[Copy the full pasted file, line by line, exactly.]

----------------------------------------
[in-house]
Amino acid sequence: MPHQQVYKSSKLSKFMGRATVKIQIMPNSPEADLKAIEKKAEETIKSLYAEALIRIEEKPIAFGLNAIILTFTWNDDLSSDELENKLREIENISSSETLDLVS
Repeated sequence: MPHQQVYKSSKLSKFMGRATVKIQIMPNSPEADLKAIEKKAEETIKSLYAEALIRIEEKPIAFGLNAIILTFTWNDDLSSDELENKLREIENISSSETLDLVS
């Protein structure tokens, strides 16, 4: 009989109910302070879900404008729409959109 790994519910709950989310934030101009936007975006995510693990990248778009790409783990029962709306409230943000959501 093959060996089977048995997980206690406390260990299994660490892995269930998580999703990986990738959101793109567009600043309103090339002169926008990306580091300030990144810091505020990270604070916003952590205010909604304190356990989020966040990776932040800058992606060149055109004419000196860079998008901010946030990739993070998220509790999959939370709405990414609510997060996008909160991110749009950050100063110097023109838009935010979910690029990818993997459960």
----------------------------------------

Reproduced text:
[in-house]
Amino acid sequence: MPHQQVYKSSKLSKFMGRATVKIQIMPNSPEADLKAIEKKAEETIKSLYAEALIRIEEKPIAFGLNAIILTFTWNDDLSSDELENKLREIENISSSETLDLVS
Repeated sequence: MPHQQVYKSSKLSKFMGRATVKIQIMPNSPEADLKAIEKKAEETIKSLYAEALIRIEEKPIAFGLNAIILTFTWNDDLSSDELENKLREIENISSSETLDLVS
């Protein structure tokens, strides 16, 4: 009989109910302070879900404008729409959109 790994519910709950989310934030101009936007975006995510693990990248778009790409783990029962709306409230943000959501 093959060996089977048995997980206690406390260990299994660490892995269930998580999703990986990738959101793109567009600043309103090339002169926008990306580091300030990144810091505020990270604070916003952590205010909604304190356990989020966040990776932040800058992606060149055109004419000196860079998008901010946030990739993070998220509790999959939370709405990414609510997060996008909160991110749009950050100063110097023109838009935010979910690029990818993997459960």